3 Ways New Regulations Impact Virginia Beach Homebuyers

On October 3, new rules created by the Consumer Financial Protection Bureau took effect to prevent predatory lending practices and homebuyer and seller confusion at the closing table. The new laws are formally known as the Truth In Lending Act (TILA) and the Real Estate Settlement Procedures Act (RESPA), but you may have also heard them referred to as TRID (TILA/RESPA Integrated Disclosure) or the Know Before You Owe Rule.

Virginia Beach Homes For Sale

Here’s what it all means for buyers:

1.  New, easier-to-understand forms.
A form called the Loan Estimate replaces the Good Faith Estimate disclosure and the Truth-in-Lending disclosure that you get from your lender at the beginning of the qualifying process.

Prior to the new rules, each lender could require extensive documentation as part of a loan application. Now all that you need to provide is your name, income, Social Security number (for a credit check), address of the home you hope to purchase, estimate of the home’s value, and how much you want to borrow. By simplifying the paperwork, it is expected that loans will be easier to apply for, and therefore buyers will have more options to choose from.

The Truth-in-Lending form explained the expenses of taking out a loan, such as interest over time. You still receive this information, but it is now combined into one form.

A form called the Closing Disclosure, which you get toward the end of the process, replaces the second Truth-in-Lending Disclosure and the HUD-1 (Settlement Statement).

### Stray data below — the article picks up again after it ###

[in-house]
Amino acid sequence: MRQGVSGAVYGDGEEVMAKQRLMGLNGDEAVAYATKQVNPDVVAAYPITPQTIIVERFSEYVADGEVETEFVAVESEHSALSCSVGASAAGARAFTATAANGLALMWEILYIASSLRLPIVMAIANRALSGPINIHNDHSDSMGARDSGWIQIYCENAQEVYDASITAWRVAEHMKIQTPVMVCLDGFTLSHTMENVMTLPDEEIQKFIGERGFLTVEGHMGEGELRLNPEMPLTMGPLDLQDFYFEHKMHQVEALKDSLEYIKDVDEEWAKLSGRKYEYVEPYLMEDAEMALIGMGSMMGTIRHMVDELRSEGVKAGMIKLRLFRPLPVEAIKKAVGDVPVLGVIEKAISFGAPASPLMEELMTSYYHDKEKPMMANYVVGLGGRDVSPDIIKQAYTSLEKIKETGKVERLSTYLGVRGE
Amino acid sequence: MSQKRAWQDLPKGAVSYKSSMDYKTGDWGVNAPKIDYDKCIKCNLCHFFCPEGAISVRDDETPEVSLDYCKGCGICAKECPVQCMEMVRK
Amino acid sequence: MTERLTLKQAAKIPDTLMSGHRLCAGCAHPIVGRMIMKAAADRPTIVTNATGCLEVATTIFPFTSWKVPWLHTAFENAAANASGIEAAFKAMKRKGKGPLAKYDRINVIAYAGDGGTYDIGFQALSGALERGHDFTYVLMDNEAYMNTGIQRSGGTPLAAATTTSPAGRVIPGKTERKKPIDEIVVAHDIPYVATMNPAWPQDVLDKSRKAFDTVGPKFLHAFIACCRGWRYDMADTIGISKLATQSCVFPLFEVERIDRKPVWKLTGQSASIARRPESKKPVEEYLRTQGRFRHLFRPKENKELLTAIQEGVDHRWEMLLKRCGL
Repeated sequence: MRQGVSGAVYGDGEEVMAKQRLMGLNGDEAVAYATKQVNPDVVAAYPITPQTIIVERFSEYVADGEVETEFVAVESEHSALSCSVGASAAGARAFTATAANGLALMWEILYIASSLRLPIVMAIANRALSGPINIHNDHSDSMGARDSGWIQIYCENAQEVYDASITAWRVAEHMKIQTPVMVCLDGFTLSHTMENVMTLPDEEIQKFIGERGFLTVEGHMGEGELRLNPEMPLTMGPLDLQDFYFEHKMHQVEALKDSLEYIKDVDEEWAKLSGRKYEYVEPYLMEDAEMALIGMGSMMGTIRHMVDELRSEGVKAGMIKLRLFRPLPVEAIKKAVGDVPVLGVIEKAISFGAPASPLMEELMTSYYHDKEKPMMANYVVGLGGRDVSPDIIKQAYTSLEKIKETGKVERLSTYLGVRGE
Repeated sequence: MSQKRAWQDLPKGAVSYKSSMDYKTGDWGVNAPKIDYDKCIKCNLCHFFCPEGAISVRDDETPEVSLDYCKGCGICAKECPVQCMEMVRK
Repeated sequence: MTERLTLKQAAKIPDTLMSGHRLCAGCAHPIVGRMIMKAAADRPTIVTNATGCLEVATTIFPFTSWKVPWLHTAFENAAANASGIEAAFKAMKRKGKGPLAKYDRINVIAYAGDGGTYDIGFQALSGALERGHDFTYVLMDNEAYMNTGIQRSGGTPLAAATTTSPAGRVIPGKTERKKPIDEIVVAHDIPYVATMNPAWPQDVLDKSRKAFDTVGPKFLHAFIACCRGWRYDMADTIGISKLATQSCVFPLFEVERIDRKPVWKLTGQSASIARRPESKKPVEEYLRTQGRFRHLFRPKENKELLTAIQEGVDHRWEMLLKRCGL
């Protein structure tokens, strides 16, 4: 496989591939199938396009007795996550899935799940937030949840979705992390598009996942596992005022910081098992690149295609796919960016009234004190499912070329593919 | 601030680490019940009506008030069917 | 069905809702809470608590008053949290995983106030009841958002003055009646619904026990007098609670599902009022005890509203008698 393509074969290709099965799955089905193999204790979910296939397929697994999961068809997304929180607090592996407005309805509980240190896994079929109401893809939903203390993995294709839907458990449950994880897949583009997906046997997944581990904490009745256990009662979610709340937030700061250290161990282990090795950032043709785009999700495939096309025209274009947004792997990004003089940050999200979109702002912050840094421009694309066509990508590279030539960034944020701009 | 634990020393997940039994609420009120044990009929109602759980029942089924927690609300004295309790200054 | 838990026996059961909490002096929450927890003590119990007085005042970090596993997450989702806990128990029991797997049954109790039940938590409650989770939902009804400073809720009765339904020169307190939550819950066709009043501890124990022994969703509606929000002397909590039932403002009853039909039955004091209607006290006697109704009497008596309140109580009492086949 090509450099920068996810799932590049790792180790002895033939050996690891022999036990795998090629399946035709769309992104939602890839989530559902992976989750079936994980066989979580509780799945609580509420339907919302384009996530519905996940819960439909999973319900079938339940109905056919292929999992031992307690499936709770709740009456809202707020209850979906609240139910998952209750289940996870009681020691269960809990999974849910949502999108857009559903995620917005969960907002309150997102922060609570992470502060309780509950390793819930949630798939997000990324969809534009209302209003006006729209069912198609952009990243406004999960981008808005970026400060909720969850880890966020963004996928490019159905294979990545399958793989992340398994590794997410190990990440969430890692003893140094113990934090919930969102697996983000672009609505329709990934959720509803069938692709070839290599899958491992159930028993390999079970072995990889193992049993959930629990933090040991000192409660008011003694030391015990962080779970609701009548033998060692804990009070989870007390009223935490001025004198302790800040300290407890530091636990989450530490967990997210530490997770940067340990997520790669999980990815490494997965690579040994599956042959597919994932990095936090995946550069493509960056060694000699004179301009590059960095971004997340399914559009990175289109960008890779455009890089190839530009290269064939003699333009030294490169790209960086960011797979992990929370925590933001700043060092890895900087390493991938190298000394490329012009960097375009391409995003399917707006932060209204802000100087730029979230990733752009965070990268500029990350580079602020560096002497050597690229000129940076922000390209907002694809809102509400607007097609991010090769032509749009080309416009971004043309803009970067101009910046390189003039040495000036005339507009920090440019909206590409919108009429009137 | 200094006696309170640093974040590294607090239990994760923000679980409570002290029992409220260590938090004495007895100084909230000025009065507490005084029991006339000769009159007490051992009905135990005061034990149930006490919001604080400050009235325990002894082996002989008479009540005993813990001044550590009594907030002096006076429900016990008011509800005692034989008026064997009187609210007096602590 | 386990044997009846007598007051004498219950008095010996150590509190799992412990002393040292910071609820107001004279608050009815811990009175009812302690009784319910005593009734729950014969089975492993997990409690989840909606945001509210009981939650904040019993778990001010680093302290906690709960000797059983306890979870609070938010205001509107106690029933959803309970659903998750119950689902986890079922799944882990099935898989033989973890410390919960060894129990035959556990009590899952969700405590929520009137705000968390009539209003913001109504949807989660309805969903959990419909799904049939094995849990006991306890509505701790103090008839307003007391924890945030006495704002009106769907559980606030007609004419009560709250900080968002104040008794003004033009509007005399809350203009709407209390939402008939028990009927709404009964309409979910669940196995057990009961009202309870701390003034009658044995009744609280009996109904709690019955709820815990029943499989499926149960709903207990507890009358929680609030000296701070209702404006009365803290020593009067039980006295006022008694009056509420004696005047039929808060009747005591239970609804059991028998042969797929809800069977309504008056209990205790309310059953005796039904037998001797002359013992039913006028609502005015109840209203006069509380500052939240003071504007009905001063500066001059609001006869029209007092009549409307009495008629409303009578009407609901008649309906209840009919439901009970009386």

The HUD-1 form was an itemized list of the transfer of money between buyer and seller. It accounted for items such as commissions to the agents and additional sums paid by either party. For example, if a seller agreed to pay the buyer for a repair recommended during the home inspection, it would be noted here.

Previously a buyer received an updated Truth-in-Lending disclosure accounting for changes that occurred after the initial estimate, such as a new credit score or a change in interest rates. This information is now combined with the HUD-1 into the Closing Disclosure.

The new forms use many of the same terms and data fields as their predecessors, but there are some changes. Check out the Home Loan Tool Kit from the CFPB to see what’s different.

2.  You’ll get those forms earlier.
Previously, buyers often had to wait until closing to actually see and review their closing paperwork. Now, lenders must deliver the Closing Disclosure to buyers no fewer than three days before the closing date so there’s time to review it.

3. Potentially longer time before closing.
There are new limits regarding how much fees can increase from the time of the initial Loan Estimate to the Closing Disclosure. Changes in interest rates or discoveries during inspection are among the things that can cause a change. If the changes are not within the CFPB’s defined list of acceptable variances, the timing of the process may be reset and you’ll have to wait another three days to close. You may want to add a few extra days to each end in planning if you’re cutting it close with back-to-back settlement dates for the property you’re selling and the one you’re buying.